The Daily Walk with Love
“Body Language” is the sixth album by jazz saxophonist Boney James,
released in 1999. Boney James plays tenor, alto and soprano saxophones in
a style close to Grover Washington, Jr. It’s basically
beguiling, sensual smooth jazz with a gentle but
funky style. From all that I have read
about Boney James, performing onstage is more
important to him than is recording albums. I hope
you all enjoy “Body Language” because it sounds
really good to me, so that I wanted to share it.
January 10, 2018
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Boney James * Body Language
Boney James to me
sounds like a more quiet approach to Grover Washington, Jr.’s
music, except on some albums where
he’s more like funky R&B
The Daily Walk with Love, January 10, 2018, by Paul Evans. Featured video is Boney James Body Language ( Full Album ), courtesy of Warner Brothers (© 1999), Gabriel Frost and YouTube (Thanks, Google!). Boney James’ personnel and some rights go to Boney James, Larry Vignon & Brian Jackson. Featured photograph of Boney James, with post-processing by me, is courtesy of The Wilbur.com.
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Visit the Official Boney James website. Boney has a new album which came out in September, called “Honestly.” At the link you can get this via Amazon or iTunes. Also, check out the official Boney James Facebook page, where you can also buy Honestly or spend time looking through great photographs of Boney. If you’re like most geeks and prefer to buy your music on digital-rights-free, high quality mp3’s (a kind of music I hope never dies a technological death!), check out digital downloads of Boney’s music on Amazon.com, where his albums range in price from $5.99 to $11.49 for “Honesty.”
If you’re in a romantic mood (or want to be), listen to the album here we have for you today by Boney, or Boney James Seduction on YouTube — 43:44. If you’d like, listen to Boney James for free on Pandora or Spotify.
Wikipedia says of Boney James that he was born James Oppenheim on September 1, 1961. There is some debate about the style of music James plays. Most of the radio stations that play his music are smooth jazz radio stations, though some of his albums are more R&B, and all of them have a funky style which is a cut above ordinary smooth jazz, in my book. Wikipedia says he was most influenced by jazz saxophone great Grover Washington, Jr. Of his early career, PE.com says that “James toured with Morris Day, the Isley Brothers, Bobby Caldwell and more before releasing his first solo album in 1992.” Wikipedia summarizes his career:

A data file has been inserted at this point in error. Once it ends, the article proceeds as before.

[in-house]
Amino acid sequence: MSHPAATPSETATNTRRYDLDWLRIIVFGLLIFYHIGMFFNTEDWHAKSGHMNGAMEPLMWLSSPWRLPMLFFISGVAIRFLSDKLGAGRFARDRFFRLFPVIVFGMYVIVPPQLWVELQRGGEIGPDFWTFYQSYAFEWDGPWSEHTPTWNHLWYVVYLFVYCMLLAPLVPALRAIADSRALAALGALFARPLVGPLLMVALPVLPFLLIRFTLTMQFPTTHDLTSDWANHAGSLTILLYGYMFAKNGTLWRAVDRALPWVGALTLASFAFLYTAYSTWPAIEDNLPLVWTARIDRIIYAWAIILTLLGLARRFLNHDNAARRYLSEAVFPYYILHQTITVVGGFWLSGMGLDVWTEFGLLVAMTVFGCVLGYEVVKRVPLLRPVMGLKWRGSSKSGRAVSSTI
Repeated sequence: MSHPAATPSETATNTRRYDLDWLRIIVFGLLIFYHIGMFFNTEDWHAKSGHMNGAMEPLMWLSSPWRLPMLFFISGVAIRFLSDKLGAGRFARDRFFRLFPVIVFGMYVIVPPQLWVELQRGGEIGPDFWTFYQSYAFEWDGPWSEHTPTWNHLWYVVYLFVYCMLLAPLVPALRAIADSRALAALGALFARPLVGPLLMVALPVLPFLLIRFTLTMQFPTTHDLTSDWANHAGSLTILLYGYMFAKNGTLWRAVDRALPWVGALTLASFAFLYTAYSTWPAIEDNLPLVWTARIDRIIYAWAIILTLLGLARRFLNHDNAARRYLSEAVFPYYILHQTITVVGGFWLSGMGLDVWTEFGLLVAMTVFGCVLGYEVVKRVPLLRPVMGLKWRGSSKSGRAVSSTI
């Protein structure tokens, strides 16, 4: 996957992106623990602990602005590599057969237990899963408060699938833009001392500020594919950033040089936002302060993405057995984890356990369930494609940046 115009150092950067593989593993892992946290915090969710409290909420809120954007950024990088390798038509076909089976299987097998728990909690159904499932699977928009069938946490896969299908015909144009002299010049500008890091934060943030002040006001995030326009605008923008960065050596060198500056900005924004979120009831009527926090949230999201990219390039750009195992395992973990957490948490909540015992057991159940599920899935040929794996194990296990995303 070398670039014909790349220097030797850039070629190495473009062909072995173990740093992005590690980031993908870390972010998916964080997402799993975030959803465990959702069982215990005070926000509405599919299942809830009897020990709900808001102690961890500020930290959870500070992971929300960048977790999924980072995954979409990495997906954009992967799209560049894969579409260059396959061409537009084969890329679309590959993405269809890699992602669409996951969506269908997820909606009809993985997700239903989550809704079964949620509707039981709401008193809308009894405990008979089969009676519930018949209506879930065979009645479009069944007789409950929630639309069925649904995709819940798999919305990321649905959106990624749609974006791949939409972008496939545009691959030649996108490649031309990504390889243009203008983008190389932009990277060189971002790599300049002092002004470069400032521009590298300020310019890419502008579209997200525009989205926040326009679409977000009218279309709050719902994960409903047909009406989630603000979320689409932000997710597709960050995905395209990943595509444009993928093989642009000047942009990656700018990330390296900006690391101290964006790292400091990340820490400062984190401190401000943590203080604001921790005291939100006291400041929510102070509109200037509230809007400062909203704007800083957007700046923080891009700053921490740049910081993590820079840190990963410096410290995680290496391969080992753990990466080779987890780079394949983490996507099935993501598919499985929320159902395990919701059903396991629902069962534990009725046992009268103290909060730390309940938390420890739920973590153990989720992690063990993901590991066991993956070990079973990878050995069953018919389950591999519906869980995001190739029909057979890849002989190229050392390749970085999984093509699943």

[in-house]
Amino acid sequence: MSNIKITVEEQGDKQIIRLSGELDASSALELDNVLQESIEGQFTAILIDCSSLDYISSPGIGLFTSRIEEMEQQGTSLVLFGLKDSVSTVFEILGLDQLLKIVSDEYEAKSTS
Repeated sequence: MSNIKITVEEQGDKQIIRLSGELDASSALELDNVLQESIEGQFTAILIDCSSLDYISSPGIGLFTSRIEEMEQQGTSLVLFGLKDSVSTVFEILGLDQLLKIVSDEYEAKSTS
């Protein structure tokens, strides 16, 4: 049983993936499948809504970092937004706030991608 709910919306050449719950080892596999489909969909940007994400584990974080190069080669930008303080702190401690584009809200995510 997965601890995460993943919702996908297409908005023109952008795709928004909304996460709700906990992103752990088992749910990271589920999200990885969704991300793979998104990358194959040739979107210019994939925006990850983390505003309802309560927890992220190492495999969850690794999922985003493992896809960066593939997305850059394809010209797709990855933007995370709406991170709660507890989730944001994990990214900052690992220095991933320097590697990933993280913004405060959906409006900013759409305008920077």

Boney James is a four-time Grammy Award nominee (Best Pop Instrumental Album, 2001, 2004, 2014 and Best Traditional R&B Performance, 2009 ) and a Soul Train Award winner (Best Jazz Album 1998). He has also been honored with two NAACP Image Award nominations for Best Jazz Album. James has sold over 3 million albums and has accumulated four RIAA Certified Gold Records. In 2009 Billboard magazine named James one of the Top 3 Billboard Contemporary Jazz Artists of the Decade.
According to the Boston Globe: “Let’s make something perfectly clear: James is not a smooth jazz player. Yeah, he is often grouped with people like Kenny G and Najee, but his music is muscular and gritty, whereas most smooth jazz has all the texture and complexity of a cue ball…James swaggered across the stage like a blacktop hero draining treys on an overmatched opponent. He even weaved his way through the audience, never missing a beat and all but daring the crowd not to have a good time.”
Of the album in question, Body Language (YouTube, 42:14), I do feel it is of variable quality, good at the beginning and the end of it, lagging a little in the middle somewhat. There is a nice variability in the tempo of various songs which helps keep the listener’s attention. The two singles from Body Language were “Are You Ready” (the first song on the CD) and “I Get Lonely,” a longer song near the end of the CD. Towards the end of the CD, the style changes over into something a little slower and seductive, which I’d love to have playing when MY girl was over at my place, drinking a little wine together… AllMusic only rated this album 3 out of 5 possible stars, but users gave it a 4 1/2 out of 5. I don’t think generally Boney gets the respect and credit he deserves from some of the critics. I wouldn’t carry his music here on The Daily Walk with Love if I didn’t think he was pretty darned good.
You may be interested in The Very Best Of Smooth Jazz Saxophone, YouTube — 1:28:13, which does not, however, in any way identify the songs you are listening to, and seems to have a bias towards soprano saxophone.
Boney James * Body Language
1. “Are You Ready?” 5:02
2. “Into the Blue” 4:33
3. “Body Language” 4:55
4. “I’ll Always Love You” 4:26
5. “Boneyizm” 4:27
6. “Love Fest” 4:45
7. “Bedtime Story” 4:25
8. “I Get Lonely” 5:31
9. “All Night Long” 4:10